Dealing with the smell of cat pee in your house is off-putting for everyone who lives there, let alone any visitors who want to come by. Luckily, you do not have to live with the smell of cat pee or expose your friends and family to the smell either. There are a few effective, quick, and easy ways to get a cat pee smell out of your carpet. These tactics typically work on fabrics of most types and furniture too. We hash out why cats might urinate on the carpet and what we can do about that smell when they do.
Why Your Cat Might Be Urinating on Your Carpets
When your cat first starts urinating out of the litter box and on your carpets, you may not notice at first. However, as your cat’s urine decomposes, you are sure to start smelling the acidic aroma of cat urine permeating throughout your home. There are a few different reasons that your cat might be peeing outside of their litter box.
A Dirty Litter Box
You may think that weekly cleaning of your cat’s litter box is sufficient. But what if your cat does not? Chances are that they will pee on your carpet if they do not feel like their cat litter box is clean enough for them. Therefore, the first thing you should do when you notice that your cat is peeing on your carpets is to start cleaning their litter box more often.
Also, the placement of the litter box might be a problem. If you have recently moved the litter box to a new location, your cat might be protesting by peeing on the carpet. Moving the box back to its original location or improving conditions in the new location may help keep your cat from peeing on the carpet.
Anxiety and Stress
Unfortunately, cats suffer from anxiety and stress just as we humans do. If your cat gets too anxious or stressed out, they may choose to forego the cat litter box and opt for the carpet instead when they must pee. A change in residence can make your cat urinate on all the carpets in your new home. A new pet moving into the home can make your cat want to “mark” their territory, which typically equivalates to peeing on the carpet.
Different schedules for the human family members, a change in season, and even the mood in the household can affect your cat’s anxiety and stress levels. Spending extra time with your cat during stressful changes and situations can help control their anxiety and stress. Also, providing your cat with a protected, quiet space to spend their time (like in a kennel in a closet) can help calm their insecurities and make them feel empowered to use their nearby litter box as opposed to your carpet.
If your cat feels like they are being forced to live with an “adversary” in their eyes, they may pee on your carpets to create dominance and show that they are the king or queen of the castle. To avoid this behavior, you should introduce new pets to the household slowly. Make sure that your cat is comfortable with the new pet and that they have a secure place that they can call their own without worry of the new pet taking over. Supervising a few short introductions until the pets are well acquainted is advisable.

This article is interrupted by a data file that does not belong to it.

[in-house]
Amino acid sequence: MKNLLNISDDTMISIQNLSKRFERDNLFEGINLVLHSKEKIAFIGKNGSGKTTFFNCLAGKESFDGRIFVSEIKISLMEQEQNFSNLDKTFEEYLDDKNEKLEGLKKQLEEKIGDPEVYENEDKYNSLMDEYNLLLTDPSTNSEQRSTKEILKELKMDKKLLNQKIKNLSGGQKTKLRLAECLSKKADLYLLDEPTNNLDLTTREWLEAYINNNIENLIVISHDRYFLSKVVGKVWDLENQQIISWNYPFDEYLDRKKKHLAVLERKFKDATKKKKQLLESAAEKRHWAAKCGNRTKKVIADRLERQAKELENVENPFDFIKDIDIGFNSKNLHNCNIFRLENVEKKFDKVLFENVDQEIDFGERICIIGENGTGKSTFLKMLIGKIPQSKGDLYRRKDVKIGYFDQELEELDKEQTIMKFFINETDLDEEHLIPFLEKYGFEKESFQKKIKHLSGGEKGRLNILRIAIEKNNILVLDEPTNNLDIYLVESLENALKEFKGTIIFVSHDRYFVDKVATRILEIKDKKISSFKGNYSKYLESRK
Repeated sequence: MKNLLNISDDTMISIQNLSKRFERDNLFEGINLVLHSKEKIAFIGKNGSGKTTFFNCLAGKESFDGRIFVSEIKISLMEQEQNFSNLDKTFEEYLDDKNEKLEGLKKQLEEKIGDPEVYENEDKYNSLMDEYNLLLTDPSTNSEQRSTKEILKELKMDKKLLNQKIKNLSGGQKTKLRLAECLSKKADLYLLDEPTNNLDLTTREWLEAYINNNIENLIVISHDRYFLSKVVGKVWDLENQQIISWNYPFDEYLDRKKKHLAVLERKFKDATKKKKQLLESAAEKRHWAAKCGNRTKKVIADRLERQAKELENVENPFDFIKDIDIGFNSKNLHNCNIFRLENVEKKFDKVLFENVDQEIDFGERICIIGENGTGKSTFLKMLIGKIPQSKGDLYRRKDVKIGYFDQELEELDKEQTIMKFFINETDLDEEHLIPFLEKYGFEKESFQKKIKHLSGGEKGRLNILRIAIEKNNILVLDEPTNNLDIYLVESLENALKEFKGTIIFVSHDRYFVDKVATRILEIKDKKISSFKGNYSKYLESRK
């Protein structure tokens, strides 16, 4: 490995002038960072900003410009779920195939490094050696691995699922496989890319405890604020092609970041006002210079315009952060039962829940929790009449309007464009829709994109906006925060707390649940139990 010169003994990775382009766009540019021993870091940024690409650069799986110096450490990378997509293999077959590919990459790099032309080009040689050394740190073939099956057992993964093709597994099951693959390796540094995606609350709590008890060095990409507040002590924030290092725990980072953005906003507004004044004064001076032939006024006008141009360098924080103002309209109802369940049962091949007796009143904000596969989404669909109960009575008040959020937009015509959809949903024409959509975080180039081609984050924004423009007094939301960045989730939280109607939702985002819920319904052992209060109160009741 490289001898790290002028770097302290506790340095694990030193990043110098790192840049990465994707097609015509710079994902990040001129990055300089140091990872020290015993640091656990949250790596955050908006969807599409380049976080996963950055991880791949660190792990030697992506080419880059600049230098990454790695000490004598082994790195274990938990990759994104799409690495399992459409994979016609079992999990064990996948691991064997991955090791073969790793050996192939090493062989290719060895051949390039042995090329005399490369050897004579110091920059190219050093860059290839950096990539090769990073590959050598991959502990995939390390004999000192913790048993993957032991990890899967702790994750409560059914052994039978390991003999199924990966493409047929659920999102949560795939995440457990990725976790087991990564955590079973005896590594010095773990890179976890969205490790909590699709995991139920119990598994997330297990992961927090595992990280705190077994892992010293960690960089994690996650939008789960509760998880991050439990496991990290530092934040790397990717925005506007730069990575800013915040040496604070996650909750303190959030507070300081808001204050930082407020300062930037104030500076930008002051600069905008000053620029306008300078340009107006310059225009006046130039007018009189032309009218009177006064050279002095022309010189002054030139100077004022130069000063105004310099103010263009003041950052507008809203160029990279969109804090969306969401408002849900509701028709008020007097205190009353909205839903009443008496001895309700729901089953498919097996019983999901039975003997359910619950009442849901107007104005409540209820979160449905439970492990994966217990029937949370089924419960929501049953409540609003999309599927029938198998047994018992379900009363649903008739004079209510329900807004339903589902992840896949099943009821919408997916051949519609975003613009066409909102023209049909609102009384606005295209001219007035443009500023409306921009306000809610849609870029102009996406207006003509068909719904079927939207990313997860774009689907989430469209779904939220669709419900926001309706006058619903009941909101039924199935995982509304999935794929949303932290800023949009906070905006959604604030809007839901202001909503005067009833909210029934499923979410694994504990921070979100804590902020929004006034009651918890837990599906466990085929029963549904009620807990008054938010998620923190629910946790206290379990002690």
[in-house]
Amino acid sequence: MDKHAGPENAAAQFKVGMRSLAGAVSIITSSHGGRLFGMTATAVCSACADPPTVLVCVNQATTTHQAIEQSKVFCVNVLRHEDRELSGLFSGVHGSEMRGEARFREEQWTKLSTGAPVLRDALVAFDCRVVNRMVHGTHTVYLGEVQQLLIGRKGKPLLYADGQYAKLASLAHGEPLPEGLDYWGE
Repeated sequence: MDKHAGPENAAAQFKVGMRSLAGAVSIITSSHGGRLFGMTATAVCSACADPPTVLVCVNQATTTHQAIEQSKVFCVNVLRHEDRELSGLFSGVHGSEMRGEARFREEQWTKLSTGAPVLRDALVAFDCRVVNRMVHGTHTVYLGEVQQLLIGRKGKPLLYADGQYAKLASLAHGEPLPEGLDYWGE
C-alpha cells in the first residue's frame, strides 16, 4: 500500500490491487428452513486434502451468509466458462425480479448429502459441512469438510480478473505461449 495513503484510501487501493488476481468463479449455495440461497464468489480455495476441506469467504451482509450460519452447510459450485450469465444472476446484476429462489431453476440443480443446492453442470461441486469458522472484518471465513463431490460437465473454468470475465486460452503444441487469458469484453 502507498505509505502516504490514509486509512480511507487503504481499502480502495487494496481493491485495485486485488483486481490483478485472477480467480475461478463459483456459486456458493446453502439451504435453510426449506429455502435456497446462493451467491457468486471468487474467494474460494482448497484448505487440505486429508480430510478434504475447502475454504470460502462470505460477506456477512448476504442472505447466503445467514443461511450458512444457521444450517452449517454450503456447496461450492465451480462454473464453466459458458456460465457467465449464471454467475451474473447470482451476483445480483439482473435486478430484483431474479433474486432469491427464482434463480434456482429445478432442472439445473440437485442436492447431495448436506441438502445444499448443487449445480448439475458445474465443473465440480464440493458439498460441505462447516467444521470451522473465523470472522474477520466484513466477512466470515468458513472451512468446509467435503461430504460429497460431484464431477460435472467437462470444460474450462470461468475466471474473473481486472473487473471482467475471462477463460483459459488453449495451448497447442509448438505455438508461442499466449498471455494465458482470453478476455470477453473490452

Certain health problems may be to blame for your cat peeing on your carpets. Gallbladder stones could cause your cat to urinate wherever they happen to be when the urge arises. Pancreatic problems could also be the cause of carpet peeing. Arthritis can make it tough for older cats to go in their litter box, so they might choose the carpet instead.
Old age can bring about memory problems just like for humans, so senior cats may end up peeing on the carpet often. A veterinarian can help you resolve or at least address any health problems that are present in your cat so they are less likely to pee on your carpet.
What You Can Do to Get Rid of the Cat Pee Smell on Your Carpets
Once your cat pees on your carpet, you will be left trying to figure out how to get rid of the smell that is permeating throughout your home. Here are quick, easy, and surefire options to try.
Baking soda is cheap and easy to use as a cleaner and deodorizer. Just sprinkle a liberal amount of baking soda on the affected area of your rug, and wait 5-10 minutes for the soda to soak up the cat’s urine. Then, use a cat comb, a broom, or an old brush to lightly scrub the baking soda into your carpet.
Sprinkle more baking soda on the affected carpet area, then massage it with the same tool. Wait about 5 minutes, then vacuum up the pee-soaked baking soda. Your carpets should be smelling fresh and clean within just a few minutes.
Apple Cider Vinegar
Apple cider vinegar works wonders when it comes to getting rid of odors. Its antibacterial and antimicrobial properties will quickly kill the cat urine smell that has permeated your carpets. Pour raw, unfiltered apple cider vinegar into a spray bottle, then spray the affected rug areas until the area looks damp. After about 10 minutes, soak the vinegar up with paper towels. Spray the affected areas again, wait another 10 minutes or so, then vacuum the area up.
Hydrogen peroxide will sterilize the pee spots on your carpets and help neutralize the odor of the urine. Spray or rub the hydrogen peroxide on the affected carpet areas, and wait until the spaces dry before vacuuming. You may need to repeat the process one or two more times to get rid of the pee smell entirely.
There are commercial products you can try that should help you get rid of the cat pee smell in your home’s carpets. Some are sprays and others are powders. Most are designed to be vacuumed up, just like the DIY options. Try them with or instead of homemade options until you are satisfied with the results.
There are many ways to combat your cat pee carpet problems. A little forethought and prevention can go a long way, of course. But if prevention is not possible, getting rid of the cat pee smell from your carpets can be. Which odor elimination option do you plan to try first? Let us know in the comments section.
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